The Jungle

The Jungle - Angelica Casas Larry Pool History 1302 The...

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Angelica Casas Larry Pool History 1302 July 21, 2009 The Jungle Throughout the history of society, economic competition has been a constant struggle. The Jungle by Upton Sinclair demonstrates an example of this struggle. It is, questionably, one of the most significant books in American history. Upton Sinclair writes about the terrible circumstances that the poor and underprivileged immigrants who worked at the meatpacking plants had to deal with. While telling the story, he engages the reader in a figurative and metaphorical war against capitalism. In the beginning Jurgis and Ona Rudkus, are celebrating their marriage in a bar in their neighborhood in the manner of their Lithuanian culture. There is music, dancing, singing, and many of the similar things we would anticipate today at a wedding. Nevertheless, it is a Lithuanian belief to invite hungry people who gather outside the door inside for their fill of food and drink even though it is made clear that Jurgis, Ona, and all their neighbors are desperately poor. Near the end of the party, each male guest shares a dance with the bride and drops money into a hat held by Ona’s stepmother, Teta Elzbieta, in order to pay for the party. When Jurgis, his wife, children, and some of their extended family moved to America, they struggle to work their way to the America dream of wealth, freedom, and opportunity. They moved into a section of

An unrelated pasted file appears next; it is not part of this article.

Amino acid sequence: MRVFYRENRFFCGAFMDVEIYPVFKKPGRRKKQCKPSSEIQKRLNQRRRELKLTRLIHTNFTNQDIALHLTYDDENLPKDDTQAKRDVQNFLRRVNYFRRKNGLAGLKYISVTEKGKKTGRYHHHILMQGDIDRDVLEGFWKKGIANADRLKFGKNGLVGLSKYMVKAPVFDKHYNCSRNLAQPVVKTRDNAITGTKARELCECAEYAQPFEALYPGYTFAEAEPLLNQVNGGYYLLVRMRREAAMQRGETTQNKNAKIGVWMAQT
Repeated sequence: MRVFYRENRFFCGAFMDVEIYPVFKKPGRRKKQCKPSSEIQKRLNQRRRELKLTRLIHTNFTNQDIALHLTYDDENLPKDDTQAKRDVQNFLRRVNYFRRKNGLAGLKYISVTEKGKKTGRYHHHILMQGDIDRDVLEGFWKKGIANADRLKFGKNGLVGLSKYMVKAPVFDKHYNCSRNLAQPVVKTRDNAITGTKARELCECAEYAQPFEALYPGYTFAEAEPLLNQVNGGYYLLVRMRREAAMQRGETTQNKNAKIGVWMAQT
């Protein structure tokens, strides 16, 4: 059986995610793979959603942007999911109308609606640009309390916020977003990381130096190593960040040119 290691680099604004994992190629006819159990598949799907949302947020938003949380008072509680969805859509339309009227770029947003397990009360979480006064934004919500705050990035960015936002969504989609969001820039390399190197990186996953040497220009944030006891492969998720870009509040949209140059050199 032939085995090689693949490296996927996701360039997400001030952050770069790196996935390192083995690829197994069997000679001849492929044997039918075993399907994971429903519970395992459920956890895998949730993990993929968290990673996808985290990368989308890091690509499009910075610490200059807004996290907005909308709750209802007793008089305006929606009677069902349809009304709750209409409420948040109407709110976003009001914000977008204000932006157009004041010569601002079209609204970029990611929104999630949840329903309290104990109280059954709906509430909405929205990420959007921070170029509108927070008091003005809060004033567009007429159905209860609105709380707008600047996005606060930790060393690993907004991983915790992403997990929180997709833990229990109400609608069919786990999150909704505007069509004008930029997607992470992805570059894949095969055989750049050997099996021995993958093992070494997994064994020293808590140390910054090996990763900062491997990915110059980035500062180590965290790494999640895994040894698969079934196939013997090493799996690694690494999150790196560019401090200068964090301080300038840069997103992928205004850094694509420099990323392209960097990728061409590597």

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This note was uploaded on 06/07/2010 for the course HIST 1302 taught by Professor Henry during the Spring '09 term at Dallas.

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The Jungle - Angelica Casas Larry Pool History 1302 The...

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